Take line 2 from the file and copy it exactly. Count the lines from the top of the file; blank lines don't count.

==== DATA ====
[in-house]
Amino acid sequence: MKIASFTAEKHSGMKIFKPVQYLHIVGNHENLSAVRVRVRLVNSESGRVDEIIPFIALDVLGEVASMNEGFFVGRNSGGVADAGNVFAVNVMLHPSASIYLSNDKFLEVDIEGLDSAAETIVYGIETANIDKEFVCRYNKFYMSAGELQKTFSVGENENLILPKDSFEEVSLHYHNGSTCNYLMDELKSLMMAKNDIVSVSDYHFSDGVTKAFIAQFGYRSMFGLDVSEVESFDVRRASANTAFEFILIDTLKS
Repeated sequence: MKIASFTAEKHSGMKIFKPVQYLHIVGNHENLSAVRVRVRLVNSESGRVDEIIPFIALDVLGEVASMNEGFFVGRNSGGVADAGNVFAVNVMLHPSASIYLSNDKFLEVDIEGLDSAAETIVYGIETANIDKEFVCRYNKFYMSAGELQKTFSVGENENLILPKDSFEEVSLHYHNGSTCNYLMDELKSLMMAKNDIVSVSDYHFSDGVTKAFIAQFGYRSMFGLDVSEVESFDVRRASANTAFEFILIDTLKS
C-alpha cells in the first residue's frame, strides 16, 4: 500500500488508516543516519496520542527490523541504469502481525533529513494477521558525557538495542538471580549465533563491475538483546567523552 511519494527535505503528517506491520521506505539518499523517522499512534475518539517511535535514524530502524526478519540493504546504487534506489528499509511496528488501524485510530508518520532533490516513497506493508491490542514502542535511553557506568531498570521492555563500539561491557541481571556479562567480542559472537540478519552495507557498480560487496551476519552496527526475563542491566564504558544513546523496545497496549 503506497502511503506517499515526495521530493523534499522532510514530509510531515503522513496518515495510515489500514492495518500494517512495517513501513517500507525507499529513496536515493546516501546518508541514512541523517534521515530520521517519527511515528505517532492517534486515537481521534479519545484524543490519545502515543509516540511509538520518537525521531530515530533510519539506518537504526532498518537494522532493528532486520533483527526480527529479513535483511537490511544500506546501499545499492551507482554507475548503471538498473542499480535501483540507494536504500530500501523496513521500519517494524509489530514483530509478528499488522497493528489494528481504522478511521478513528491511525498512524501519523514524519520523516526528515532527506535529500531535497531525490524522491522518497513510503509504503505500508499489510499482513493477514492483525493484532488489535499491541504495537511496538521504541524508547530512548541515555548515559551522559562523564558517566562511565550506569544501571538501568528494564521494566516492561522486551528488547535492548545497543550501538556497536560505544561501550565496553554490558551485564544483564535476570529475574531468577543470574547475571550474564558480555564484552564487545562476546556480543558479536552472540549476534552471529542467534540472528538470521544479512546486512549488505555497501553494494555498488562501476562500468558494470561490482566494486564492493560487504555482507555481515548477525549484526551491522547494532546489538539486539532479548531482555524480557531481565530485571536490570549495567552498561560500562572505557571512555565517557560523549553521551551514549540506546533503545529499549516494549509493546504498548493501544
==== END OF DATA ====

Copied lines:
Amino acid sequence: MKIASFTAEKHSGMKIFKPVQYLHIVGNHENLSAVRVRVRLVNSESGRVDEIIPFIALDVLGEVASMNEGFFVGRNSGGVADAGNVFAVNVMLHPSASIYLSNDKFLEVDIEGLDSAAETIVYGIETANIDKEFVCRYNKFYMSAGELQKTFSVGENENLILPKDSFEEVSLHYHNGSTCNYLMDELKSLMMAKNDIVSVSDYHFSDGVTKAFIAQFGYRSMFGLDVSEVESFDVRRASANTAFEFILIDTLKS